In the front room, which is emptier and quieter, a Nigerian man whose fruit and vegetable shop was among the first to be looted, sits, in borrowed clothing, speaking to his countryman, an academic at Rhodes University..The shop owner is startlingly calm for a man in his predicament; the academic, on the other hand, wears his shock on his face and posture. Soon, they go out to eat lunch—still unsure of their safety on the streets
The attacks began last week following rumours that an “Arab looking” man was responsible for the deaths and mutilation of six women, whose bodies have been found in the town’s ghettoes in the weeks since September.
Aslam Madbur is one of the many Bangladeshis who have been affected by the attacks and looting. He has lived in South Africa for over 10 years and has been trading in Grahamstown for more than seven
“More than 70 people broke into my shop and took everything. They say we’re cutting other people. There’s no proof, maybe they want to do that but now they taking out and making stories,” Madbur says. He adds that the looters took more than R50 000 worth of stock from his shop and that he is now left with nothing.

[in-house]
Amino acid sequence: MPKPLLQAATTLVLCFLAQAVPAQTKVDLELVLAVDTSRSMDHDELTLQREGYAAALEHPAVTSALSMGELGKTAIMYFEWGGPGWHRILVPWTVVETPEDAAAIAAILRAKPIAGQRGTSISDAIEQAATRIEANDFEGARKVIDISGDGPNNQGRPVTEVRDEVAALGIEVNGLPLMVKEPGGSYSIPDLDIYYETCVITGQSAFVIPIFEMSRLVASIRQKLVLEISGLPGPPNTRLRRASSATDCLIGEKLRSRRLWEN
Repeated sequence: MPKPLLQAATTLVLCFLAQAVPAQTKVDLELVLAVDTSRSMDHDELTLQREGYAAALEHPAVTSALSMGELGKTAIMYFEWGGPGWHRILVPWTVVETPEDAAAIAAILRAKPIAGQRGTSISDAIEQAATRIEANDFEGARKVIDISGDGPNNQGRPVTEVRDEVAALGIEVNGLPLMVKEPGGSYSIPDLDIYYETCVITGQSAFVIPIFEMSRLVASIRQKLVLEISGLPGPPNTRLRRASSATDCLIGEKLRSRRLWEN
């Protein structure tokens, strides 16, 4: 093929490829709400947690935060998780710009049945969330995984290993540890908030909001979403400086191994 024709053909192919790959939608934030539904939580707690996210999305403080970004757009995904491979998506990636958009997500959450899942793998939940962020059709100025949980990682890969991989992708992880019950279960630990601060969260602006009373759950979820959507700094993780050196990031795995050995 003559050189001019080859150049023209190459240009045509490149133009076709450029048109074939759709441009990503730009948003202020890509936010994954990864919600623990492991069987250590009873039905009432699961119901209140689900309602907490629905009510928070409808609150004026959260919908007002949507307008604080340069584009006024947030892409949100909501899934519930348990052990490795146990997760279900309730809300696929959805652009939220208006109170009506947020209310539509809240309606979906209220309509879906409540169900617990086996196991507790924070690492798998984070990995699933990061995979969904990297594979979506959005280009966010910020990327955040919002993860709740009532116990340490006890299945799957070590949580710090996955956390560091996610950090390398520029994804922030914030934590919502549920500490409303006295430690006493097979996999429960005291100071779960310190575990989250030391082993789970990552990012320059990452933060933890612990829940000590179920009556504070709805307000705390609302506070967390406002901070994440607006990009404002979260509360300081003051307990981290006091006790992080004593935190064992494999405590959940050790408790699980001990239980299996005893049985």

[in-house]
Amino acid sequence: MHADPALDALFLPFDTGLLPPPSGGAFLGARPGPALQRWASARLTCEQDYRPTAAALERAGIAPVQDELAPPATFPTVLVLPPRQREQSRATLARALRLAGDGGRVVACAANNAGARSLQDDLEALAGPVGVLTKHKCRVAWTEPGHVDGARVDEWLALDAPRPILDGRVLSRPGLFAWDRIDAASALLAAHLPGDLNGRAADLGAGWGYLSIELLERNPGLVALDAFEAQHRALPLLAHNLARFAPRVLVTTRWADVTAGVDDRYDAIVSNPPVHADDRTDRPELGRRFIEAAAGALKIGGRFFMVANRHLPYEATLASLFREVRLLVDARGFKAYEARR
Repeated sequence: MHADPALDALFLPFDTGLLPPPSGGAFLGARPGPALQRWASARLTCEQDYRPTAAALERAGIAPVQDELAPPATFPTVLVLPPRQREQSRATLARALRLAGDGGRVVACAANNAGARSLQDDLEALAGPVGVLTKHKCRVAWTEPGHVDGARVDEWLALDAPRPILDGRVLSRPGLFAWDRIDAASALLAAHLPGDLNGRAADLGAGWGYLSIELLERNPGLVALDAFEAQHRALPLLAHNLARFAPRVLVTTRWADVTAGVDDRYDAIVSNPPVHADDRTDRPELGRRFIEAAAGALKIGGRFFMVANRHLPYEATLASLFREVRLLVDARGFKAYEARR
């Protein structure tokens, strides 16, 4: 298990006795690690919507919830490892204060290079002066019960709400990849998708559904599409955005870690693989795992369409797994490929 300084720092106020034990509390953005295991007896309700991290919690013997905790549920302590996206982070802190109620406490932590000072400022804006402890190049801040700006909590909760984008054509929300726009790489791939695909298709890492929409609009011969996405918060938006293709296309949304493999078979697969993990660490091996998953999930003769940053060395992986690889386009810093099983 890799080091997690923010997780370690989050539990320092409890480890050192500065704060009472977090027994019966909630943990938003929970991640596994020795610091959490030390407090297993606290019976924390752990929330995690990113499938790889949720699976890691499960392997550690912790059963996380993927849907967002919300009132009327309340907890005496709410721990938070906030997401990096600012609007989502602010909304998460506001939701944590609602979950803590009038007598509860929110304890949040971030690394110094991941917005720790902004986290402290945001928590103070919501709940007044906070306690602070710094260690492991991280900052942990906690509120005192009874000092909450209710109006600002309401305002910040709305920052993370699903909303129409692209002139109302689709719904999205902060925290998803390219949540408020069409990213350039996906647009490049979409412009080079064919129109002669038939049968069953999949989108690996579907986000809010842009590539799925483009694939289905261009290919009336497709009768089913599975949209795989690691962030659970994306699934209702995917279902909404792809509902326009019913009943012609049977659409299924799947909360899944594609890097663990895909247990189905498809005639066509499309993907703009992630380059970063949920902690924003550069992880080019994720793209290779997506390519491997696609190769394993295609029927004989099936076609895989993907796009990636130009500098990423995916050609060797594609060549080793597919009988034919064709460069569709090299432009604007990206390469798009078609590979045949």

The rumours of a foreign national being responsible for the deaths had been brewing for weeks until some members of the township were incited to carry out their own version of vigilante justice. The rumours had been brought to the attention of authorities on separate occasions—with no response from either the police or the municipality.
One of the attacks took place after a taxi-driver protest in Grahamstown, when members of the protest went on a looting rampage. But while some looted, other locals stood shoulder to shoulder with the Ethiopian, Somali, Pakistani and Bangladeshi shopkeepers in support and protection of people who had integrated themselves into the communities, and become locals themselves.